Bush Should Worry About Greenspan, Not Saddam
by Alexander Cockburn
doomed the presidency of George Bush Sr, and sent him limping back to Houston at the end of his first term? No, it wasn't Saddam Hussein, spared by Bush I in recognition of his long-term utility to the oil industry, on whom Bush Jr, now hopes to inflict revenge.
It was Alan Greenspan, chairman of the Federal Reserve and the man whose wrong-way calls on interest rates at the start of the Nineties ushered in the recession that allowed Bill Clinton to capture the White House on a platform of economic populism.
Guess what? It's happening again! Bush Jr, will learn that you can indeed step in the same river twice, so long as Greenspan is controlling the sluices. Because Greenspan did nothing in the late Nineties to curb the greatest corporate crime spree in the history of capitalism, the Democrats got out of Dodge seconds before the roof finally fell in.
As one economist recently remarked, in terms of economic reality, the late Nineties never happened. Everything was done with smoke, mirrors and crooked accountancy, condoned by Greenspan.
And now the economic horizon is darker by far than you'd ever guess from the pundits. Sure, we've had the implosion of the telecoms, the humiliation of the mightiest corporate names of the Bubble years, World.Com, Enron, Qwest, but the problems run far deeper than the chasm between "pro forma" balance sheets issued to lure investors and Generally Accepted Accounting Principles, used for later filings with the SEC.
(Admittedly, this chasm was pretty impressive. For the first three quarters of 2001 the Nasdaq 100 companies reported, on a "pro forma" basis, profits of $19 billion. For the very same period these same companies reported to the SEC, on a GAAP basis, losses of $82 billion. Call it the $101 billion difference. In the same time frame, Microsoft, Intel, Cisco Systems, Oracle and Dell together exaggerated their profits by a factor of three.
But the telecom/high-tech bust lurches on against the backdrop of a U.S. economy already bloated with over-capacity and over-production in international manufacturing. Between their 1997 peak and the first quarter of 2002, manufacturing profits fell by no less than 65 percent. According to revised government stats, the picture in the non-manufacturing sector is a good deal darker than had been supposed.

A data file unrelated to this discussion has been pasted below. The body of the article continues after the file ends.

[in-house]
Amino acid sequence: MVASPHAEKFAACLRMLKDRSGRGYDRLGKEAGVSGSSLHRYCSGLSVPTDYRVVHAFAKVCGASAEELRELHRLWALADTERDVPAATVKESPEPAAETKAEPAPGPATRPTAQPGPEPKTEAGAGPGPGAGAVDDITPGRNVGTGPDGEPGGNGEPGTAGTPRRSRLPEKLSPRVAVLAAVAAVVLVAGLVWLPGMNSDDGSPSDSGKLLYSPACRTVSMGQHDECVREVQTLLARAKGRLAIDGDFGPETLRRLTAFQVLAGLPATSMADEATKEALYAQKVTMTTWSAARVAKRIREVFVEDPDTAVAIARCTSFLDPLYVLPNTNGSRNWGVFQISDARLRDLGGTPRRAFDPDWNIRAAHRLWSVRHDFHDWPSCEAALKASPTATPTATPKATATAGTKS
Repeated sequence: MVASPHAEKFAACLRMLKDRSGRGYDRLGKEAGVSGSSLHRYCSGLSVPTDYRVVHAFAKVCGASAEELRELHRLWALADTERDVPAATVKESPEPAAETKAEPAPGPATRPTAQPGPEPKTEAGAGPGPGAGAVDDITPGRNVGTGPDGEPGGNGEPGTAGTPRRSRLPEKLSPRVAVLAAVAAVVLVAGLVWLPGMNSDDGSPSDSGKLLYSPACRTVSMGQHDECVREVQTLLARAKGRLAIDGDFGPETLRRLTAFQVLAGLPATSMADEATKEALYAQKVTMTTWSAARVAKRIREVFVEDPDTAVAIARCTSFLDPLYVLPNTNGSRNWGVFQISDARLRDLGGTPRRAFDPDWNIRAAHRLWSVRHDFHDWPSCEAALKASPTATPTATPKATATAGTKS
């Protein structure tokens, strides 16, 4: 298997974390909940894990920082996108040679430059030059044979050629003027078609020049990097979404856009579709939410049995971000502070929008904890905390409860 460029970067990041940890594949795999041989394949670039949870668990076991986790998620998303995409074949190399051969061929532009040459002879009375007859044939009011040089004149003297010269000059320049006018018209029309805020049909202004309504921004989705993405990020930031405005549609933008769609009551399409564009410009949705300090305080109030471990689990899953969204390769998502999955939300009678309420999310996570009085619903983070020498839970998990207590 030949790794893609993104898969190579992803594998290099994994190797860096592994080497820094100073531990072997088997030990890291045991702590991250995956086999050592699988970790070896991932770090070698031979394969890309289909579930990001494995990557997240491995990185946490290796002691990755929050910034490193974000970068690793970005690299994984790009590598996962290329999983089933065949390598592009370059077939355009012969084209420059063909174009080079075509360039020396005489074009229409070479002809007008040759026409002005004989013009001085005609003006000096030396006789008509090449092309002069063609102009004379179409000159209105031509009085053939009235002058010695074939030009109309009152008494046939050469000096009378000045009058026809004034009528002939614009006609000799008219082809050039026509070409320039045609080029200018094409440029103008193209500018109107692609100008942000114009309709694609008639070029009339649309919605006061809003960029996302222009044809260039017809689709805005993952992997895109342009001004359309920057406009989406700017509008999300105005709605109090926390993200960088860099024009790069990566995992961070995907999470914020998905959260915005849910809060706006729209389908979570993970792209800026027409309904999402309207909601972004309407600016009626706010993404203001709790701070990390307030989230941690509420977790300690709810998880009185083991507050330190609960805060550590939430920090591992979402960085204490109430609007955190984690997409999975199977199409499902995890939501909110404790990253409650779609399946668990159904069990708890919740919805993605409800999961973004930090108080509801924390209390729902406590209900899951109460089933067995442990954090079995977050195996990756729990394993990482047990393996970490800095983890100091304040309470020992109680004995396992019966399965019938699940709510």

Here's the bottom line: The official rate of profit on capital stock in the non-financial corporate sector as a whole is now (first quarter 2002) at its lowest level of the postwar period (except for 1980 and 1982). Remember, as Robert Brenner has been pointing out (see his invaluable "The Boom and the Bubble," published by Verso) between 1997 and 2000, at the very same time as the supposed U.S. economic miracle was reaching its point of maximum distension, corporate profits in absolute terms and the rate of return on capital stock (plant, equipment and software) in the non-financial corporate economy were falling sharply -- as recently revised figures show, by 15-20 percent in both cases.
We've now seen seven straight quarters of declining investment on plants and equipment, and a sharp drop of the growth of consumer spending over the past four or five months. Suppose there's another drop in equity prices, reflecting dawning awareness that the performance of many of America's mightiest corporate names was based entirely on fraudulent numbers and such accounting chicanery as categorizing losses as capital expenditures that could be amortized.
If we suppose that, we could be looking at a much fiercer recession.
Of course both parties connived in dismantling the regulatory structure installed in the Roosevelt era. It was the Democrats who put through telecommunications "reform" in 1996, which pumped gas into the expanding bubble, which Alan Greenspan and the Fed, as well as the SEC, did nothing to puncture.
To the contrary, they carefully ignored the mounting corporate frauds that we now know were helping to sustain that bubble. They condoned the stock market frenzy that was the only force sustaining the expansion of the real economy and that was making billions for their cronies, the bankers and the CEOs, who then skipped clear of the rubble with their fraudulently acquired billions.
You want to know the scale of looting countenanced by the nation's top financial supervisor? Between 1995 and 1999, the value of stock options granted to U.S. executives shot up from $26.5 billion to $110 billion, a figure equal to one fifth of non-financial corporate profits in 1999. In 1992, corporate CEOs held 2 percent of all equity outstanding of U.S. corporations; today they own 12 percent.
The CEO pirates will mostly enjoy their loot, untroubled by retribution other than the ailments of the rich, strokes and cancers. The Bush administration will pay the penalty in 2004 for overseeing the first serious downturn since the early Nineties. If W really wanted to settle accounts with the nemesis of his dad and himself, he'd spare Baghdad and bomb the Fed.
September 18 2002 (http://albionmonitor.com) All Rights Reserved. Contact firstname.lastname@example.org for permission to use in any format.
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